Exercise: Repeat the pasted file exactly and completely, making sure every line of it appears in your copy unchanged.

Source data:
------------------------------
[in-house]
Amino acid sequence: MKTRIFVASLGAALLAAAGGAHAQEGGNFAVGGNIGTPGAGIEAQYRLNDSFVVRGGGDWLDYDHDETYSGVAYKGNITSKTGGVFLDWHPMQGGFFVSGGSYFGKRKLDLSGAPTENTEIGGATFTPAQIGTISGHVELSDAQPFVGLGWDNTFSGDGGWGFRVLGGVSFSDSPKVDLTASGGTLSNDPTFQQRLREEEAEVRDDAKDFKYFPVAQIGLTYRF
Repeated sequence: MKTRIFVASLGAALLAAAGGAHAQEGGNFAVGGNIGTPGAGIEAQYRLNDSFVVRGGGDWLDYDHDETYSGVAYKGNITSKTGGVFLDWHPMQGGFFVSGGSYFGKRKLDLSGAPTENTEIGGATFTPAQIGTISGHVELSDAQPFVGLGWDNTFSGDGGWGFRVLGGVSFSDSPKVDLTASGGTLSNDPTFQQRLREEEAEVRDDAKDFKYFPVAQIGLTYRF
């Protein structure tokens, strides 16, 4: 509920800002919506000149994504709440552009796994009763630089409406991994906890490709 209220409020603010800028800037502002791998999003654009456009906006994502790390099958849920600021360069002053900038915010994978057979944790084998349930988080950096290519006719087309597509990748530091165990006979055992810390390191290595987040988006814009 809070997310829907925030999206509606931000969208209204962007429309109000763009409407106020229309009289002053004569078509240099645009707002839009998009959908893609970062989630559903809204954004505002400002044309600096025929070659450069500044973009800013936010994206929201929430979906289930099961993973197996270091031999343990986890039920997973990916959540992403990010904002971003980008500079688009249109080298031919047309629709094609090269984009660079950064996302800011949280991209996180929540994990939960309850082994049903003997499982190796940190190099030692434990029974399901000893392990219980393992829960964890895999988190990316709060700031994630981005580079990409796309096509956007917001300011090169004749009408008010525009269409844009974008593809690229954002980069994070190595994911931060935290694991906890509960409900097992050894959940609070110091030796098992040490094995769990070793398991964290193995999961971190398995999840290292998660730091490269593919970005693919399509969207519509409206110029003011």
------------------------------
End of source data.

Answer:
[in-house]
Amino acid sequence: MKTRIFVASLGAALLAAAGGAHAQEGGNFAVGGNIGTPGAGIEAQYRLNDSFVVRGGGDWLDYDHDETYSGVAYKGNITSKTGGVFLDWHPMQGGFFVSGGSYFGKRKLDLSGAPTENTEIGGATFTPAQIGTISGHVELSDAQPFVGLGWDNTFSGDGGWGFRVLGGVSFSDSPKVDLTASGGTLSNDPTFQQRLREEEAEVRDDAKDFKYFPVAQIGLTYRF
Repeated sequence: MKTRIFVASLGAALLAAAGGAHAQEGGNFAVGGNIGTPGAGIEAQYRLNDSFVVRGGGDWLDYDHDETYSGVAYKGNITSKTGGVFLDWHPMQGGFFVSGGSYFGKRKLDLSGAPTENTEIGGATFTPAQIGTISGHVELSDAQPFVGLGWDNTFSGDGGWGFRVLGGVSFSDSPKVDLTASGGTLSNDPTFQQRLREEEAEVRDDAKDFKYFPVAQIGLTYRF
């Protein structure tokens, strides 16, 4: 509920800002919506000149994504709440552009796994009763630089409406991994906890490709 209220409020603010800028800037502002791998999003654009456009906006994502790390099958849920600021360069002053900038915010994978057979944790084998349930988080950096290519006719087309597509990748530091165990006979055992810390390191290595987040988006814009 809070997310829907925030999206509606931000969208209204962007429309109000763009409407106020229309009289002053004569078509240099645009707002839009998009959908893609970062989630559903809204954004505002400002044309600096025929070659450069500044973009800013936010994206929201929430979906289930099961993973197996270091031999343990986890039920997973990916959540992403990010904002971003980008500079688009249109080298031919047309629709094609090269984009660079950064996302800011949280991209996180929540994990939960309850082994049903003997499982190796940190190099030692434990029974399901000893392990219980393992829960964890895999988190990316709060700031994630981005580079990409796309096509956007917001300011090169004749009408008010525009269409844009974008593809690229954002980069994070190595994911931060935290694991906890509960409900097992050894959940609070110091030796098992040490094995769990070793398991964290193995999961971190398995999840290292998660730091490269593919970005693919399509969207519509409206110029003011």